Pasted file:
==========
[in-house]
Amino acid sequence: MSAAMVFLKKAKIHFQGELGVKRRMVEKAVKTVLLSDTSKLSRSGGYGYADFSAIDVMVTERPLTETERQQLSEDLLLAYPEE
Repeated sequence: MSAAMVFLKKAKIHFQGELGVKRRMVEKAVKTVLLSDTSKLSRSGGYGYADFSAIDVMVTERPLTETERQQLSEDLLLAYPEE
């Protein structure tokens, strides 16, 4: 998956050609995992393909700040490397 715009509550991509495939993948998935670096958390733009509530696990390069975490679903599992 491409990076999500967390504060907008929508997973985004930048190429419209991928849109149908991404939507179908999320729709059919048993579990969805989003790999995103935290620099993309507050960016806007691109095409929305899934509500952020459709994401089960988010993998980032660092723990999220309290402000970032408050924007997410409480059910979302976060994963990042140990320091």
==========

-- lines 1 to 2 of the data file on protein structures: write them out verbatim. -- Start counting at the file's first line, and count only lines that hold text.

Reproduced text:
[in-house]
Amino acid sequence: MSAAMVFLKKAKIHFQGELGVKRRMVEKAVKTVLLSDTSKLSRSGGYGYADFSAIDVMVTERPLTETERQQLSEDLLLAYPEE